Lin concluded on the cell business: “We will stick to it and do better. Jolywood will continue on its own path in developing n-type technology, from N-PERT to N-TOPcon, and then on to n-type TBC and n-type TBC with perovskite.
“The cell business is doing well now, and this year many companies engaged in the p-type field have also turned to n-type R&D and manufacturing. I think n-type cells will have better and better prospects from this year on.”
The integration of distributed stations and bifacial
Suzhou Jolywood Minsheng Energy Co., an affiliate of the Jolywood group, is responsible for the residential business. Combining the development, design, construction, operation and maintenance of distributed solar stations, the company is committed to establishing itself as the country’s top brand for a green energy B2C service.
Jolywood Minsheng Energy operates an agent-share arrangement with 150 partners country-wide under the scheme. The expectation this year is 300MW, with 500-600MW the goal for next year.
According to Lin, as rooftop resource is limited, it is particularly important to increase the power generated on each rooftop that installs a solar system. Existing projects indicate that TOPCon modules generate more power than other products and the gap is higher than 10%, in some places even as high as 20-30%.
“Feedback from clients supports this: ‘our station starts to generate power at 5 o’clock in the morning, while others’ don’t; our station is still working at 5 or 6 o’clock in the afternoon, while others have stopped.’ What is the reason? It is because TOPCon modules have a stronger response to dim light; that is to say, they can generate power in a low light environment, not only cloudy or rainy days, but also at dawn and dusk. The panels are similar in appearance. People see their colour and shape, not the underlying elements, including the temperature coefficient, which is low in Jolywood’s products, as is attenuation.
“Take the power plants in Hainan as an example. Data shows that with other modules, the power output drops sharply when the temperature rises. It could drop by 0.5-0.6% with a 1℃ increase, while with Jolywood products it only drops by 0.3%. If the temperature rises around 20-30℃, the output drop with Jolywood modules could be 9%, while with others it is 15%. The 6℃ difference is a considerable loss in the full life cycle of a project,” Lin says.
These discoveries come from the integration of its cell and distributed energy businesses, while they also shed light on Jolywood’s traditional business — the backsheet. In fact, Jolywood was the first company to suggest the idea of a transparent backsheet.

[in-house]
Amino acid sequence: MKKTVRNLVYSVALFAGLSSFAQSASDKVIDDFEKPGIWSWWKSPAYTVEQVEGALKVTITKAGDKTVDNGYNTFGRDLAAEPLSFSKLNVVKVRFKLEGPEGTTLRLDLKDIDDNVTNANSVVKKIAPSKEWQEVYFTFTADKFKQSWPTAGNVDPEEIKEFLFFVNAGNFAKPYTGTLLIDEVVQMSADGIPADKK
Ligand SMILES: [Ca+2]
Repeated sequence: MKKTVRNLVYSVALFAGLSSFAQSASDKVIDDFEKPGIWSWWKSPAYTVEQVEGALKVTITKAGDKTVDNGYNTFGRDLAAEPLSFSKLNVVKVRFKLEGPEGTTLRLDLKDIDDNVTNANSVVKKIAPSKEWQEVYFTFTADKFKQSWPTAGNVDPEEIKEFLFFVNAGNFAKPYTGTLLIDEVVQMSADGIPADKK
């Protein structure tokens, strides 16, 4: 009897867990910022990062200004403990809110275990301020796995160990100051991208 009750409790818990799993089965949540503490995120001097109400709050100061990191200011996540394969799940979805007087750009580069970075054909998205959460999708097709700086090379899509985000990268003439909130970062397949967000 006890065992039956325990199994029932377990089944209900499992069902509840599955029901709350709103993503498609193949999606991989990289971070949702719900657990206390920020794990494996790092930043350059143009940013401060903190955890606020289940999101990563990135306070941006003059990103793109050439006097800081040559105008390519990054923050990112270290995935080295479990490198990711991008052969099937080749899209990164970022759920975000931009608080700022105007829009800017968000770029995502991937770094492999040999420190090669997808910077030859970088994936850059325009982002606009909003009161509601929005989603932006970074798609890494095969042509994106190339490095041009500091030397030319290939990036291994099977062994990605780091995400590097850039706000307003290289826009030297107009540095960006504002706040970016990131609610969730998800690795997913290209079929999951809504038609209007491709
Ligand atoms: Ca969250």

Lin believes that “being prepared ensures success and being unprepared spells failure”. Jolywood foresaw the trend of the bifacial era and developed the transparent backsheet in collaboration with DuPont. Moreover, the company upgraded its transparent backsheet technology this year, solving a UV blocking issue and bringing new momentum and opportunities for transparent bi-faciality.
“The value of the transparent backsheet when applied in stations will be more evident in the future. Its cost will further decrease with larger scale. The whole industry will benefit from the new technology. These are my expectations for the future development of backsheets.”
The debate within the industry over whether a transparent backsheet or a double-glass structure is better is never ending. It is recognised that, apart from higher power generation throughout the full life cycle compared to that with double-glass, the transparent backsheet can also have better transparency and heat dispersion than glass.
Lin thinks the combination of backsheet and glass implies a philosophy of “tempering force with mercy”. The 2-3 decades of experience in the module industry indicate the backsheet+glass package is a classic structure, while many problems have already been observed over the shorter period of double-glass application.
“So it has nothing to do with the price of glass, no matter how high or how low it is. It is a passing wind, an illusion. It is just a question of whether the structure can withstand the test and win over the next 2-3 decades. On this point, obviously the traditional leading module manufacturers have more experience and influence,” said Lin.
Future development: The three pillars
According to Lin’s plan, Jolywood will develop the three elements of “auxiliary materials, high-efficiency cells and solar applications.”
The leading position in the backsheet business should be maintained, and new achievements in three areas should be made - namely market share, technology level and cost reduction as a contribution to the industry. He also plans to enhance the high-efficiency n-type bifacial cell business and expand the production capacity accordingly. This will present a challenge for both Jolywood and Lin personally but, if the company is to grow stronger, it is one that must be overcome.
Lin continued: “Although we are the largest producer of n-type TOPCon cells, our investment in power plants is relatively modest. What some are dissatisfied with is our slow capacity expansion.”
That said, Lin emphasises that, instead of worrying unduly over scale, Jolywood wishes to become an organisation which retains an edge with its advanced technology in the cell sector.
“A good control of technology direction, level and scale of expansion, achieving the closed loop of technology and business modes, as well as maintaining the capability to upgrade, this is what I consider to be the future development path for the company. It will take time, but I believe as long as we do well in our three pillar businesses, another six-year endeavour will bring Jolywood to the next level,” Lin concluded.